Self-circulation and secret numbers

Yes! A library-related post!

Well, sort of.

Unshelved has an arc this week on self-checkout. Yesterday’s strip (which I just saw today) has Dewey demonstrating the self-check procedure.

  • First scan your bar code.
  • Then enter your secret number
  • Now scan the barcode on the front of the book

I won’t give away the punch line. I assume most of you read Unshelved anyway (right?). Some of us even own some of the collections (I have the first two, but may add later ones later, once sales of Public Library Blogs: 252 Examples go skyrocketing somewhere well beyond the current three dozen mark).

Oh, and I’m also back to being a regular user of my own public library. Which is on its second generation of self-circ machines. Both the first and second generation of those machines, at least as implemented at MVPL, make me wonder about that second bullet. And, for that matter, about how much difference there may be among these systems.

Here’s what I find and like about how they’re implemented at MVPL:

  • A video screen walks you through the process and makes it almost foolproof–starting from the point of orienting your library card correctly to put it in the holder. The old machine–as I remember it–had you put the card on the flatbed and then put books on top of it. The new one has you put the card in a separate holder; once you remove the card, you’re done and get a printed receipt.
  • Secret numbers? I don’t got to show you any stinkin’ secret number! Which is to say, there’s no such requirement at my library–and, as far as I remember (last time I was in was two weeks ago), there’s no keypad anyway.
  • MVPL puts the barcodes on the backs of the books and other materials. That may not be ideal, since some patrons probably get confused by the EAN barcodes.
  • The thermal-printed receipt identifies each book or other item by title/author, item ID, and shows the due date for each item. It also has the current date and time, the library name (technically, “City of Mountain View Public Library”) and operating hours (which I regard as quite good: 10-9 M-Thu, 10-6 Fri-Sat, 1-5 Sun). And it shows “Amount owed” if any. What it does not show: Anything that would identify me as the borrower, if I drop the receipt somewhere or leave it as a bookmark when I return the books. Three cheers for that configuration. (I seem to remember that the first-generation receipts did show either my name or my library card #, but I may be mistaken.)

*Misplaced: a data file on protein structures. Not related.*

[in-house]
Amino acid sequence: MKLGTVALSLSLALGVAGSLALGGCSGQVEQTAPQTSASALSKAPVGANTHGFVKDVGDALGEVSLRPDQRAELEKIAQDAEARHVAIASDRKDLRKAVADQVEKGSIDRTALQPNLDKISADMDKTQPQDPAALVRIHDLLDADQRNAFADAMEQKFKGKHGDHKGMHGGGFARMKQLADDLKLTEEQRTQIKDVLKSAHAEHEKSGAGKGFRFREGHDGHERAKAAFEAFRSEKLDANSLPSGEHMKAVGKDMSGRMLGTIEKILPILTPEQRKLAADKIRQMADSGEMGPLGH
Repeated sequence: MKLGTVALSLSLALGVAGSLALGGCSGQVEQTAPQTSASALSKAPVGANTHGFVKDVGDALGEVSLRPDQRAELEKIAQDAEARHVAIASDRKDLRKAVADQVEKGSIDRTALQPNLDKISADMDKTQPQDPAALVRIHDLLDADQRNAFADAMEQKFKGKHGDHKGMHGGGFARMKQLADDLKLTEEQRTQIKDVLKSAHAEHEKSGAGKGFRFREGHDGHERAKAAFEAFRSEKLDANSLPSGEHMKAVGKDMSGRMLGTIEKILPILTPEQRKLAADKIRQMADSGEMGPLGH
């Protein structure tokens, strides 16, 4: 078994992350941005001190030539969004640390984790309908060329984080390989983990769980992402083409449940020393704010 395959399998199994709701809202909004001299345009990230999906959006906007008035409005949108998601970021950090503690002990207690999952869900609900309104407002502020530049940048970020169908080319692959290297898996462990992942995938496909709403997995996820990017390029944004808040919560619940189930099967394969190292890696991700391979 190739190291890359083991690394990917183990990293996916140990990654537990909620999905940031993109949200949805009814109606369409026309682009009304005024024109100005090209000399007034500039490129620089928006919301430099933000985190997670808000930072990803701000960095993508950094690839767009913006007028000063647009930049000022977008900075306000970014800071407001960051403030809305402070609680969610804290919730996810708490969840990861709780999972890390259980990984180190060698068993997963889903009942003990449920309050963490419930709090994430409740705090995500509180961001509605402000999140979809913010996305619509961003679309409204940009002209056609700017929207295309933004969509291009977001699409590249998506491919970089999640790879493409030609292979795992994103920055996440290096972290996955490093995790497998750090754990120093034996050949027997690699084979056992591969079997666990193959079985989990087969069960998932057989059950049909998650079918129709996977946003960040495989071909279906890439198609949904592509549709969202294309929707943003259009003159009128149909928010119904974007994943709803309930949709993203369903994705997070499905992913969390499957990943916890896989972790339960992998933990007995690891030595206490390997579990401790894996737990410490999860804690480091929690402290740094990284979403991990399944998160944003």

• The two machines work–pretty consistently, fairly fast, pretty well. (MVPL serves 72,000 people and has excellent circ stats. I guess two machines are enough.)

Oh, and two other things I really like, one of which is only indirectly related to self-circ:

  • Self-circ is optional. The circulation counter is staffed and the people are happy to help you. If you get frustrated, you just walk over to the counter and let them handle it.
  • A ready reference/front-line help desk, very informal and non-imposing, is near both the self-circ counter and the circulation counter, with someone ready to provide on-the-spot help to people at the most likely spot. This is only a guess, but I’m guessing the person at the front-line desk would offer to help if somebody was obviously having trouble with self-circ.

Secret numbers? Really? I guess I can see the reasoning…after all, somebody could steal my library card and check out hundreds of books. On the other hand, would they ask for photo ID at a manual circ desk? Probably not.

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